LoiS uses Liberetta Lerich Green’s oral history, newspaper accounts, letters, and other research tied together with the abolition song sung at the planting of the "Beacon Tree" that marked the Lerich family Underground Railroad station in Shelby Township, Michigan. Her brothers, Will and Isaac, served in the Civil War while Liberetta was active on the homefront. Her parents, besides being known abolitionists, were Michigan pioneers in 1835, so Liberetta has their story to tell, too, or can discuss life of 100 years ago.
Michigan Women’s History includes World War I, won not only on the battlefield, but also at the phone switchboard. Hear how bilingual operators helped General Pershing “Over There.” Oleda was a Michigan teenager, a weekend musician, and telephone supervisor engaged in the 60 year battle to win veteran’s status.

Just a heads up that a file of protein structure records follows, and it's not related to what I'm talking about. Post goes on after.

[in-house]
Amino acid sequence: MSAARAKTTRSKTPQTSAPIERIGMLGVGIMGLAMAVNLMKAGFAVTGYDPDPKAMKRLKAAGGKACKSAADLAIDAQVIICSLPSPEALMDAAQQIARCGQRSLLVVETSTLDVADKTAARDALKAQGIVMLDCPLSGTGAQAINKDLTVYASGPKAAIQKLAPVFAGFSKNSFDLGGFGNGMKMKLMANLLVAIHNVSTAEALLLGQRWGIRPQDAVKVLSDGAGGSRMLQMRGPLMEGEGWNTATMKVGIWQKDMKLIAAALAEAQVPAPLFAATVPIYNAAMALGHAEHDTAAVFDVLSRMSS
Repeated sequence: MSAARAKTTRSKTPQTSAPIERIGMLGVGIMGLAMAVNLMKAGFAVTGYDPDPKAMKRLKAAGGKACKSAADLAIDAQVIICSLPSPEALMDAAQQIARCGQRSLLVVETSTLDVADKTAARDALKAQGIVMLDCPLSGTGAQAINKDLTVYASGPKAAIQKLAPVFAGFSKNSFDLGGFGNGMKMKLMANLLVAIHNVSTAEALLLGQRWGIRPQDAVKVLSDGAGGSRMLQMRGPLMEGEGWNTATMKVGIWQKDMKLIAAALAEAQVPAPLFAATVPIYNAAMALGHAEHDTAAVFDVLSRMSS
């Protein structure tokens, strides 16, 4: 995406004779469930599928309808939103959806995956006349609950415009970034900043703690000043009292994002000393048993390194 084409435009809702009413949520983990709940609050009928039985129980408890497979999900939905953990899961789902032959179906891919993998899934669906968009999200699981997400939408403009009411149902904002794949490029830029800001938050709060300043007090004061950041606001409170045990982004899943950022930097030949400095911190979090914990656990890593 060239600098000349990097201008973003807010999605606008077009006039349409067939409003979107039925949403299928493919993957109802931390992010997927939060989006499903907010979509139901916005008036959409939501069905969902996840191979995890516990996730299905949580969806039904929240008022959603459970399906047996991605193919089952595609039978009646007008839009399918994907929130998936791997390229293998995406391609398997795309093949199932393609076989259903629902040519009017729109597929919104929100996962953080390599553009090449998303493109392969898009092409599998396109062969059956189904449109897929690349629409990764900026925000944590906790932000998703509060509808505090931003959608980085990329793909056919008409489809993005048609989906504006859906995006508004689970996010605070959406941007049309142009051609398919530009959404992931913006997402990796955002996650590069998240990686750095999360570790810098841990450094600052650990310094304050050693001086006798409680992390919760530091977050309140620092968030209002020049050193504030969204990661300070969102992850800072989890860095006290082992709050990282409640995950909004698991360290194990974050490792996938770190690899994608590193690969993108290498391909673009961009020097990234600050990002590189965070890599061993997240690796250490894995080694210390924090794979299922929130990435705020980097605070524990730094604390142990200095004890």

LoiS’ programs are the best researched and most entertaining among those I’ve seen over the years. She has an instinct for the intriguing and engaging facts that pique the audiences’ interest and the presentation is always fun.
Ceci Marlow, Director-retired, Cromaine Library, Hartland, MI
The newest program takes a look at Michigan during Prohibition, when ordinary citizens provided ¾ of the smuggled alcohol.
LoiS also has other programs suitable for historical settings."The Hired Girl" and "The Schoolteacher" programs permit storytelling and exploration of a variety of topics from farms and gardens, schools and education, to America’s Victorian era Christmas celebration. There’s also “Skipping through the Fifties” and Memoir Writing. If you have a program that has different needs, contact LoiS to discuss your needs as she specializes in stories from around the world and back in time.